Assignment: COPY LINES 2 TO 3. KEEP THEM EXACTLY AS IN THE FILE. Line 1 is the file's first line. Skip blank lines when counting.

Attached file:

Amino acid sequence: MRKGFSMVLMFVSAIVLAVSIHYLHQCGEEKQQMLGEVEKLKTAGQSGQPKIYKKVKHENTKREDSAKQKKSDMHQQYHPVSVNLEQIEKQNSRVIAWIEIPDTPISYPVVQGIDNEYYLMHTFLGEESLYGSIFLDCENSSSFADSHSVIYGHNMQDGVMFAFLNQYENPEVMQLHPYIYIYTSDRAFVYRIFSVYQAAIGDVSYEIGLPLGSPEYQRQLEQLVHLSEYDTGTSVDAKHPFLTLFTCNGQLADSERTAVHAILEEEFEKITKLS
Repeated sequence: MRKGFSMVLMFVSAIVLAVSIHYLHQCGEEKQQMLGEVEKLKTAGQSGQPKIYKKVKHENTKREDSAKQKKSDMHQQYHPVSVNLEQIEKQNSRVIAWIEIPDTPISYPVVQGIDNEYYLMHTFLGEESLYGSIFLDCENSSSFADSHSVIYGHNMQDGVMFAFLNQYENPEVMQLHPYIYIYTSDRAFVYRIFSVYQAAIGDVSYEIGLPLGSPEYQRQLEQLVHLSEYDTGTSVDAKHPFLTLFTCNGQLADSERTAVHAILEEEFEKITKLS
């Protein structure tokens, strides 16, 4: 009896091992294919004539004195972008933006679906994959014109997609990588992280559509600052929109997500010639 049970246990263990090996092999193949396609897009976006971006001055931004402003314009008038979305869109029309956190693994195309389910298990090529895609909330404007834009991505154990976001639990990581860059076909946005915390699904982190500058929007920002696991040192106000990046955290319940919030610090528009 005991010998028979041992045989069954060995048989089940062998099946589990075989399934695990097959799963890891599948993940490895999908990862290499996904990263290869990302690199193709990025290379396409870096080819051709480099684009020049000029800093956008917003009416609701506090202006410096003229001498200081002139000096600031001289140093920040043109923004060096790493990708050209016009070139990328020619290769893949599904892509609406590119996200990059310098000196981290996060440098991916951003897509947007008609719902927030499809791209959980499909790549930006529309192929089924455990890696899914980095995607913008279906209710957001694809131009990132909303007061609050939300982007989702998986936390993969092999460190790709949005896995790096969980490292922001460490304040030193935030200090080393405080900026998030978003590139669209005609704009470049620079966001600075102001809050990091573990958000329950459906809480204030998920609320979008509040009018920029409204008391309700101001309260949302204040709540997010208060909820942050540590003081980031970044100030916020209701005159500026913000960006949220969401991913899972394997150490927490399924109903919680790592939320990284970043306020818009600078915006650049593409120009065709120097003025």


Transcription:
Repeated sequence: MRKGFSMVLMFVSAIVLAVSIHYLHQCGEEKQQMLGEVEKLKTAGQSGQPKIYKKVKHENTKREDSAKQKKSDMHQQYHPVSVNLEQIEKQNSRVIAWIEIPDTPISYPVVQGIDNEYYLMHTFLGEESLYGSIFLDCENSSSFADSHSVIYGHNMQDGVMFAFLNQYENPEVMQLHPYIYIYTSDRAFVYRIFSVYQAAIGDVSYEIGLPLGSPEYQRQLEQLVHLSEYDTGTSVDAKHPFLTLFTCNGQLADSERTAVHAILEEEFEKITKLS
């Protein structure tokens, strides 16, 4: 009896091992294919004539004195972008933006679906994959014109997609990588992280559509600052929109997500010639 049970246990263990090996092999193949396609897009976006971006001055931004402003314009008038979305869109029309956190693994195309389910298990090529895609909330404007834009991505154990976001639990990581860059076909946005915390699904982190500058929007920002696991040192106000990046955290319940919030610090528009 005991010998028979041992045989069954060995048989089940062998099946589990075989399934695990097959799963890891599948993940490895999908990862290499996904990263290869990302690199193709990025290379396409870096080819051709480099684009020049000029800093956008917003009416609701506090202006410096003229001498200081002139000096600031001289140093920040043109923004060096790493990708050209016009070139990328020619290769893949599904892509609406590119996200990059310098000196981290996060440098991916951003897509947007008609719902927030499809791209959980499909790549930006529309192929089924455990890696899914980095995607913008279906209710957001694809131009990132909303007061609050939300982007989702998986936390993969092999460190790709949005896995790096969980490292922001460490304040030193935030200090080393405080900026998030978003590139669209005609704009470049620079966001600075102001809050990091573990958000329950459906809480204030998920609320979008509040009018920029409204008391309700101001309260949302204040709540997010208060909820942050540590003081980031970044100030916020209701005159500026913000960006949220969401991913899972394997150490927490399924109903919680790592939320990284970043306020818009600078915006650049593409120009065709120097003025």